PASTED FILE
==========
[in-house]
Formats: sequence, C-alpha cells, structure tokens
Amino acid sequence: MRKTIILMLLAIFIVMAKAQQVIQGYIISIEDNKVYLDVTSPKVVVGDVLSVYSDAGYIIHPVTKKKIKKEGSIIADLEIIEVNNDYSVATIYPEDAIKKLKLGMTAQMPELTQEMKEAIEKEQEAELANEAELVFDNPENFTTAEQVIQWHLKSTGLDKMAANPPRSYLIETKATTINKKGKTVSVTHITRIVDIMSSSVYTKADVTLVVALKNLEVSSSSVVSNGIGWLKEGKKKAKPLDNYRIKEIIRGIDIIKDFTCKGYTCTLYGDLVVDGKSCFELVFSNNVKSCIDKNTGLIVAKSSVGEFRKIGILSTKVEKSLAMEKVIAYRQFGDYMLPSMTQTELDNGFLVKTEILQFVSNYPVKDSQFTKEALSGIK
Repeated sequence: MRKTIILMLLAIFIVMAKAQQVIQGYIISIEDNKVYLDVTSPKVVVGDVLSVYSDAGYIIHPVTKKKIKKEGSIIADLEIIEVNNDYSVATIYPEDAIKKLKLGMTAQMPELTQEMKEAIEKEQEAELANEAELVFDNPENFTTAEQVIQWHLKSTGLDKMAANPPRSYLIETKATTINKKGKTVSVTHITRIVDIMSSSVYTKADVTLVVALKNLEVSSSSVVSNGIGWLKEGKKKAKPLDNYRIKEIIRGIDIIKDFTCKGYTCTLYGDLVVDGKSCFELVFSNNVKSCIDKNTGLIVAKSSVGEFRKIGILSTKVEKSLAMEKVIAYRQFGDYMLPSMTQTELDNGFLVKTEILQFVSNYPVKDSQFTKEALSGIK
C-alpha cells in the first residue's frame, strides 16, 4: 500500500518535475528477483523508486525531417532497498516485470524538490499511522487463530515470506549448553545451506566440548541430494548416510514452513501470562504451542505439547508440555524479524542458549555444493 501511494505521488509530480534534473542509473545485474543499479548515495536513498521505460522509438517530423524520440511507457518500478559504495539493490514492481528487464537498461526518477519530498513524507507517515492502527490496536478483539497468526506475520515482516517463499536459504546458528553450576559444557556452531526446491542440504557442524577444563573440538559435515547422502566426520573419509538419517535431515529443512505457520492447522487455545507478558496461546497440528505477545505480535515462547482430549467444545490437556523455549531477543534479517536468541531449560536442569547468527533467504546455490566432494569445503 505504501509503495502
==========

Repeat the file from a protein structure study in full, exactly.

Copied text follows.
[in-house]
Formats: sequence, C-alpha cells, structure tokens
Amino acid sequence: MRKTIILMLLAIFIVMAKAQQVIQGYIISIEDNKVYLDVTSPKVVVGDVLSVYSDAGYIIHPVTKKKIKKEGSIIADLEIIEVNNDYSVATIYPEDAIKKLKLGMTAQMPELTQEMKEAIEKEQEAELANEAELVFDNPENFTTAEQVIQWHLKSTGLDKMAANPPRSYLIETKATTINKKGKTVSVTHITRIVDIMSSSVYTKADVTLVVALKNLEVSSSSVVSNGIGWLKEGKKKAKPLDNYRIKEIIRGIDIIKDFTCKGYTCTLYGDLVVDGKSCFELVFSNNVKSCIDKNTGLIVAKSSVGEFRKIGILSTKVEKSLAMEKVIAYRQFGDYMLPSMTQTELDNGFLVKTEILQFVSNYPVKDSQFTKEALSGIK
Repeated sequence: MRKTIILMLLAIFIVMAKAQQVIQGYIISIEDNKVYLDVTSPKVVVGDVLSVYSDAGYIIHPVTKKKIKKEGSIIADLEIIEVNNDYSVATIYPEDAIKKLKLGMTAQMPELTQEMKEAIEKEQEAELANEAELVFDNPENFTTAEQVIQWHLKSTGLDKMAANPPRSYLIETKATTINKKGKTVSVTHITRIVDIMSSSVYTKADVTLVVALKNLEVSSSSVVSNGIGWLKEGKKKAKPLDNYRIKEIIRGIDIIKDFTCKGYTCTLYGDLVVDGKSCFELVFSNNVKSCIDKNTGLIVAKSSVGEFRKIGILSTKVEKSLAMEKVIAYRQFGDYMLPSMTQTELDNGFLVKTEILQFVSNYPVKDSQFTKEALSGIK
C-alpha cells in the first residue's frame, strides 16, 4: 500500500518535475528477483523508486525531417532497498516485470524538490499511522487463530515470506549448553545451506566440548541430494548416510514452513501470562504451542505439547508440555524479524542458549555444493 501511494505521488509530480534534473542509473545485474543499479548515495536513498521505460522509438517530423524520440511507457518500478559504495539493490514492481528487464537498461526518477519530498513524507507517515492502527490496536478483539497468526506475520515482516517463499536459504546458528553450576559444557556452531526446491542440504557442524577444563573440538559435515547422502566426520573419509538419517535431515529443512505457520492447522487455545507478558496461546497440528505477545505480535515462547482430549467444545490437556523455549531477543534479517536468541531449560536442569547468527533467504546455490566432494569445503 505504501509503495502